Ibn al-Shatir

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Ala Al-Din Abu'l-Hasan Ali Ibn Ibrahim Ibn al-Shatir (1304 – 1375) (Arabic: ابن الشاطر‎) was an Arab Muslim astronomer, mathematician, engineer and inventor who worked as muwaqqit (موقت, religious timekeeper) at the Umayyad Mosque in Damascus, Syria.

Ibn al-Shatir conducted extensive observations which led to some of his theoretical contributions, designed and constructed new instruments, and made advanced contributions to Islamic astronomy in the field of Planetary theory.[1]


Ibn al-Shatir's model for the appearances of Mercury, showing the multiplication of epicycles using the Tusi-couple, thus eliminating the Ptolemaic eccentrics and equant.


His most important astronomical treatise was the Kitāb Nihāyat al-Suʾāl fī Taṣḥīḥ al-ʾUṣūl (كتاب نهاية السؤال في تصحيح الأصول The Final Quest Concerning the Rectification of Principles),[2] in which he drastically reformed the Ptolemaic models of the Sun, Moon, and planets. While previous Maragha school models were just as accurate as the Ptolemaic model, Ibn al-Shatir's geometrical model was the first that was actually superior to the Ptolemaic model in terms of its better agreement with both contemporary theory and empirical observations.

Experimentally Ibn al-Shatir employed careful eclipse observations to measure the apparent size of the Sun and Moon and found that they disagreed with Ptolemaic expectations.[3] His work on his experiments and observations (e.g. Ta'liq al-arsad, or Accounting for Observations) has not survived, but there are references to it in his Final Quest Concerning the Rectification of Principles.[4]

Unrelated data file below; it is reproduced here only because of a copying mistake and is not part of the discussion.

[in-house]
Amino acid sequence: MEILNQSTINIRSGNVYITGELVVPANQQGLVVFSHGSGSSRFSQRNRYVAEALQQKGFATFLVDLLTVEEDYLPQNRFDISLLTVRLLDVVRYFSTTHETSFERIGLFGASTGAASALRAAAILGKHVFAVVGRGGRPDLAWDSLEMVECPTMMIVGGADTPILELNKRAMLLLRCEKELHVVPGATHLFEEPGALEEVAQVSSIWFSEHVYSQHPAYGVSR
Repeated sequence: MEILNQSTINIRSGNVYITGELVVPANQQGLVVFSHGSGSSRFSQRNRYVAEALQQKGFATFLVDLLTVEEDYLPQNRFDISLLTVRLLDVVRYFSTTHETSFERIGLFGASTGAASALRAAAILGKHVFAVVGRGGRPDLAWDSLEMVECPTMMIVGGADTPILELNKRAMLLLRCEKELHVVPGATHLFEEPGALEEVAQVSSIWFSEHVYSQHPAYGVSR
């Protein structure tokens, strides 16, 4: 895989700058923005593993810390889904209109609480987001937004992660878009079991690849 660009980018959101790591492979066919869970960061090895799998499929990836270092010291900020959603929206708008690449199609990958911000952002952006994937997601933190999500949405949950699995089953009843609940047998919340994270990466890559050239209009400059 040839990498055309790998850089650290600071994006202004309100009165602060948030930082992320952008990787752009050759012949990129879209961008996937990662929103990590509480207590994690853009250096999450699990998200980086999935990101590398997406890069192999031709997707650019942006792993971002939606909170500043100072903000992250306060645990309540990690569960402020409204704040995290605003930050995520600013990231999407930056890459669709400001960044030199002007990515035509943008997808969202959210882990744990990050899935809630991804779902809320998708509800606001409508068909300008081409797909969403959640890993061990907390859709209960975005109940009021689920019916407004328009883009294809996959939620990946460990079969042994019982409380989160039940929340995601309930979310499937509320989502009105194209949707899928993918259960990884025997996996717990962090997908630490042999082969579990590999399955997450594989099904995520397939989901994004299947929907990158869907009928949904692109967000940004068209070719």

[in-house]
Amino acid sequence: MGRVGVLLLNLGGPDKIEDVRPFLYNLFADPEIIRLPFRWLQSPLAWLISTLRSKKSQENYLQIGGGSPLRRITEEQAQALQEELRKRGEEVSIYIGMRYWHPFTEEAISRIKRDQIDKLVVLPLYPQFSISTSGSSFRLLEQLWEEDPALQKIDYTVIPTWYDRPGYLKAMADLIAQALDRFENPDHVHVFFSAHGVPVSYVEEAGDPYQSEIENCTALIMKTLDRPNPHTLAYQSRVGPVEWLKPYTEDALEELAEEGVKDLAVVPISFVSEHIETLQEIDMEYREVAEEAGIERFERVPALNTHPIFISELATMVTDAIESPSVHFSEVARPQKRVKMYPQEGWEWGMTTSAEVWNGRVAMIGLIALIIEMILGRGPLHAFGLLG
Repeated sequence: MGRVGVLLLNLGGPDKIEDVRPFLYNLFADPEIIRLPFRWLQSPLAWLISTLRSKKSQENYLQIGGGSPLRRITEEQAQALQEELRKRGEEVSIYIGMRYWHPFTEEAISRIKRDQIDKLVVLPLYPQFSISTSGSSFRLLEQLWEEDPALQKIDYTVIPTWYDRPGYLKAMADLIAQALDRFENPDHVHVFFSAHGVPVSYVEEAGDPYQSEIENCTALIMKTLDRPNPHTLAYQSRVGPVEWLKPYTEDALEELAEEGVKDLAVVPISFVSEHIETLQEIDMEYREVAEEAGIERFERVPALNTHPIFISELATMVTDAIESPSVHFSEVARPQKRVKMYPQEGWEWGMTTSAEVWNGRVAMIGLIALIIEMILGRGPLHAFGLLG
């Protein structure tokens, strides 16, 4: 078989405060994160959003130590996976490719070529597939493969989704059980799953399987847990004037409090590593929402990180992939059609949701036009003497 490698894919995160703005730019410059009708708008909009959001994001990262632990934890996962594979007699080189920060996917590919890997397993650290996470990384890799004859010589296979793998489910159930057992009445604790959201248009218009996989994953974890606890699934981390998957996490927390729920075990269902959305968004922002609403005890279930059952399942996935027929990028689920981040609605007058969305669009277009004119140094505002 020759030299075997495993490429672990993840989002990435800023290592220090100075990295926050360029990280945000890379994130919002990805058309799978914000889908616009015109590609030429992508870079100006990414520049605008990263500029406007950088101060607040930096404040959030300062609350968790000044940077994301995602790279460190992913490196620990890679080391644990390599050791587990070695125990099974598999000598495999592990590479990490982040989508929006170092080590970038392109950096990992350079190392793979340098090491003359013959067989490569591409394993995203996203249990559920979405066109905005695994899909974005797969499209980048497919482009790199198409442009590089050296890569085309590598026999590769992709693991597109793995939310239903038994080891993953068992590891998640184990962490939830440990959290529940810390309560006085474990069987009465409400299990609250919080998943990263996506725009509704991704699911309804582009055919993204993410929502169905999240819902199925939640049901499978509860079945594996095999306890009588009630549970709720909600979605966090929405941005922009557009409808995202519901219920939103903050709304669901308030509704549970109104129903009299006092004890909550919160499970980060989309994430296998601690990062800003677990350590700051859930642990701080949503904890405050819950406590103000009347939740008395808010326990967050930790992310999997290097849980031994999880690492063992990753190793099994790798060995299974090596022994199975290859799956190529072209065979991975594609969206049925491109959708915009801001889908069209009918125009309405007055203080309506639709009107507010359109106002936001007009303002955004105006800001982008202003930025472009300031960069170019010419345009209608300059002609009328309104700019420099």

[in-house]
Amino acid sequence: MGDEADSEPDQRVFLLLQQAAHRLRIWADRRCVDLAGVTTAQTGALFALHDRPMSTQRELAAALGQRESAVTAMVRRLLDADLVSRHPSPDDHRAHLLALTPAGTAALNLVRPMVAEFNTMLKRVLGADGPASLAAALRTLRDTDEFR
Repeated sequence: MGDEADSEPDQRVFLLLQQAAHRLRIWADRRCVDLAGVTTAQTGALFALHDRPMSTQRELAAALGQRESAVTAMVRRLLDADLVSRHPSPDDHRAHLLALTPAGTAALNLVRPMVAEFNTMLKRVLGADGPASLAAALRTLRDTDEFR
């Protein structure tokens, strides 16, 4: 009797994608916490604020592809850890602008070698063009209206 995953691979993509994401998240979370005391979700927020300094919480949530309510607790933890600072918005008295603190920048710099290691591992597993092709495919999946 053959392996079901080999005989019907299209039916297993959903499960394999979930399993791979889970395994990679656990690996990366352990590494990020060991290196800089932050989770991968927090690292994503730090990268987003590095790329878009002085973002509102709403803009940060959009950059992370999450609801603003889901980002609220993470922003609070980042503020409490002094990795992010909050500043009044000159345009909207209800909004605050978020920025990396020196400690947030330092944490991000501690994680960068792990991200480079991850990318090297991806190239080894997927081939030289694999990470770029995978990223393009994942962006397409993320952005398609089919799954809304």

Theoretically he objected to Aristotle's ether, in its eternal uniformity, and argued that if one grants that the heavens must allow for a variation in composition then there's no reason to reject epicycles, while agreeing that equants and eccentrics, which violated Aristotelian principles of uniform circular motion and gravity, were impossible.[5] He then built a model that by adding new epicycles utilizing the Tusi-couple eliminated entirely the epicycle in the solar model, the eccentrics and equants in the planetary models, and the eccentric, epicycles and equant in the lunar model.[6] The resulting model was one in which the Earth was at the exact center of the universe around which all heavenly bodies moved in uniform circular motions, remained as accurate as Ptolemy in predicting the paths of heavenly bodies, and improved on Ptolemy by accurately predicting the apparent size and distance of the Sun and Moon.

By creating the first model of the cosmos in which physical theory, mathematical model, and empirical observation were in agreement, Ibn al-Shatir marked a turning point in astronomy which may be considered a "Scientific Revolution before the Renaissance".[6]